You probably remember the story about the tomato that got run over by a car. If you are a CIO, chances are you’re feeling like that tomato these days — run over by digital technology, while everyone around you is encouraging you to catch up? Well you’re not alone.
The likely reason you find yourself in this spot is that your organization is not fit to keep up with the pace of changes in digital technology and consumer demands and are at risk of being disrupted. Public sector is no exception.
So, what did you do wrong? Well, if you run a fairly successful business, you probably did everything right.
Organizations have never been as effective and competent as they are now. Following the logic of Clayton Christensen there comes a time when every start-up business needs to become a profitable business. And it does so usually by standardizing competence (training for specific skills, recruiting internally), making work processes more efficient (lean), systemizing communication, develop culture (norms and feedback) and working on continuous improvement. The goal is always to maximize profit.
In the beginning profit margins will rise at a high rate and eventually flatten out. At some point the cost of making efficiency improvements and product improvements becomes greater than the return of investment. The curve flattens and eventually turns when consumers’ willingness to pay more for smaller improvements in product or service reaches its limits and customers find other options to satisfy their needs.
This may look like this over time:
If we add the curve at how fast technology technology is developing globally and rapidly changing how products and services are delivered to customers through the use of technology, to satisfy customers’ needs, the picture may look something like this:
If we by technology here understand it not only as a product, but as something that changes the business model, the way products and services are delivered and even changes the core of the business itself (like digitalization is doing at the moment), we can see that the gap between the organizations capacity to adopt new technology and the pace at which technology is developed is rapidly increasing at the same time as the organization is becoming more efficient and profitable.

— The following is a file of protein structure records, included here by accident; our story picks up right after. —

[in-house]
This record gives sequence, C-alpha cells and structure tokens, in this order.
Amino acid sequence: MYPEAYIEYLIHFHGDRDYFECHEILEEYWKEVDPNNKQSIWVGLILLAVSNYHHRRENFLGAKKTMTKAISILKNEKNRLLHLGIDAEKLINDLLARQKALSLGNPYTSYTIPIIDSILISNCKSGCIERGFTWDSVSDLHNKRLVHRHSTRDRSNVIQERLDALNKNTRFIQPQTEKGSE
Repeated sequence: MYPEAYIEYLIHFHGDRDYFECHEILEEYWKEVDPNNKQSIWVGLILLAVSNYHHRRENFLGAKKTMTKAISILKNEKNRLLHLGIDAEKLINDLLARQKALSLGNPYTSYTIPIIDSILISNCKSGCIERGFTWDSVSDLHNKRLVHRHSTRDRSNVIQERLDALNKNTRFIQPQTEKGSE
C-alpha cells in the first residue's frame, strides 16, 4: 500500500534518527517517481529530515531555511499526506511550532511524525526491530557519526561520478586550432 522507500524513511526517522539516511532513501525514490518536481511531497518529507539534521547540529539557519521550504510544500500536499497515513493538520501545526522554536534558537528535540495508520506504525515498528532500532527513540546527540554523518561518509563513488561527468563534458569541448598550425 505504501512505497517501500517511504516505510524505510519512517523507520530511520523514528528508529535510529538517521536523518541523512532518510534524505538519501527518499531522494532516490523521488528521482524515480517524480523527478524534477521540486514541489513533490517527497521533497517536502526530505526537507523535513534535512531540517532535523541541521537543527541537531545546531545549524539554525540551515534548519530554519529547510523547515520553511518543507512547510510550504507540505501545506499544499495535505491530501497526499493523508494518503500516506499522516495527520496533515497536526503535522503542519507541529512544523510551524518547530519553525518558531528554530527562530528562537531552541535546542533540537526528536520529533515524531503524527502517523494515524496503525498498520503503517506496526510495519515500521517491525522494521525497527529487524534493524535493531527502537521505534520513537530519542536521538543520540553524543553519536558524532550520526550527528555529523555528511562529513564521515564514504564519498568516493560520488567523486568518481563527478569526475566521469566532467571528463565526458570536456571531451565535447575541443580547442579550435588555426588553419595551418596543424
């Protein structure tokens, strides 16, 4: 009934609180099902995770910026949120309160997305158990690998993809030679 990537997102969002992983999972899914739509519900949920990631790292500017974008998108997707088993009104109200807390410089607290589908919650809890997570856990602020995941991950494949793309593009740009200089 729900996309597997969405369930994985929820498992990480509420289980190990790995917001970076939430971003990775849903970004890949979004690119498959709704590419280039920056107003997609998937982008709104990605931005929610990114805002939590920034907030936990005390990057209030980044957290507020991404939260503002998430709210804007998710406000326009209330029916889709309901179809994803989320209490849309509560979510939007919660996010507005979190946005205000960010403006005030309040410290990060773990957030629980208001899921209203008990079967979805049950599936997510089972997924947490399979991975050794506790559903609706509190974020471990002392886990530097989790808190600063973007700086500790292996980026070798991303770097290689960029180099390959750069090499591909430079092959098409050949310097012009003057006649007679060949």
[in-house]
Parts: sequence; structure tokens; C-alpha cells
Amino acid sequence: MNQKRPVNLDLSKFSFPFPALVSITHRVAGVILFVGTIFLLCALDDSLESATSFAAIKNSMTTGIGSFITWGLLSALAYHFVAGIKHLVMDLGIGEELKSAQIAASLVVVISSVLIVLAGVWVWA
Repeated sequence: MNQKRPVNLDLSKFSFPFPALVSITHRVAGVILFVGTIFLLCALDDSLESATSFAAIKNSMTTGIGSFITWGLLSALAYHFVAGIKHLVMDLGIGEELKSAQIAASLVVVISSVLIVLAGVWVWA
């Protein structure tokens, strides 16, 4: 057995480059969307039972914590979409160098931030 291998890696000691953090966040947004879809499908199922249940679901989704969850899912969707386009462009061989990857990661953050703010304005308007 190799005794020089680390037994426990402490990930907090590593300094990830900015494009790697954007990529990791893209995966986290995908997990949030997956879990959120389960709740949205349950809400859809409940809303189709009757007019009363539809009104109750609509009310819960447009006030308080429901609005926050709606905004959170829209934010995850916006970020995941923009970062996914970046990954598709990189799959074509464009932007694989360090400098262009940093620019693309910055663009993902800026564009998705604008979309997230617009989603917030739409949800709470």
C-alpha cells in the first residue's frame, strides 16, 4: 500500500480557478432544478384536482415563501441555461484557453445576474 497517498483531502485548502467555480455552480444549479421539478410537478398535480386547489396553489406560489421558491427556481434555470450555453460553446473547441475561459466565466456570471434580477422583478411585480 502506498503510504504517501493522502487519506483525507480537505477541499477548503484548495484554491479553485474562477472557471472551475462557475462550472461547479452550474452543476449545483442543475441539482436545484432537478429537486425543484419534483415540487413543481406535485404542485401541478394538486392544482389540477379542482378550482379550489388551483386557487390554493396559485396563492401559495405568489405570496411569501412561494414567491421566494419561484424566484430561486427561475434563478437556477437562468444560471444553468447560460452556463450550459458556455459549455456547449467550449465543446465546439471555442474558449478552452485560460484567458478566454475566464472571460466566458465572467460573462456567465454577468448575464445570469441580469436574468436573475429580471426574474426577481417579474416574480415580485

This is what Christensen refers to as the innovator’s dilemma. Rita McGrath refers to Hemningway’s character Mike Campbell in The Sun Also Rises and how he responds to a question about how he went bankrupt: “Gradually, then suddenly”, he says. The reason this happens is according to Christensen and McGrath that as organizations become more profitable, they tend to overlook the increasing gap. So, instead of investing their profits in new ideas and innovations, they continue investing their returns in continuous improvement and efficiency development, only increasing their profits marginally.
So, by waiting too long you risk killing your business “gradually, then suddenly”. If the gap becomes too wide chances are it’s too late to invest because you have been disrupted and are losing profits. On the other hand, trying to continuously align the organizational capacity absorbation rate with the pace of technological development, the business will never become profitable.
Researchers and consultants have offered several ways to solve this dilemma. Some suggest splitting up the business into efficient work groups and innovative work groups, while others suggest autonomous work groups who interchange between exploring and exploiting, while the managers keep an overview of the wholistic vision and goals, — while others suggest having separate businesses where the efficient one is funding the innovating one. In the end I will suggest that there is a single similarity to all the organizations who are successful at changing and transforming their businesses over time to keep profits rising. I will call it the ketchup way. Because at some point the efficient business will have to catch up to technology and renew and transform, and then in turn making the new acquisitions become profitable and efficient. So, no matter which model they use the total capacity of the business will over time look like this:
There are both structural, social and cultural factors involved in the ability to do this. And it requires that organizations both invest in continuous improvement and transformations — in a balanced way, making it possible to catch up, without turning into ketchup.
Eric Trist: The evolution of socio-technical systems, 1981
Clayton Christensen: The innovator’s solution, 2003
Rita McGrath: Seeing around corners, 2019
Wanda Orlikowski: The Duality of Technology: Rethinking the Concept of Technology in Organizations, 1992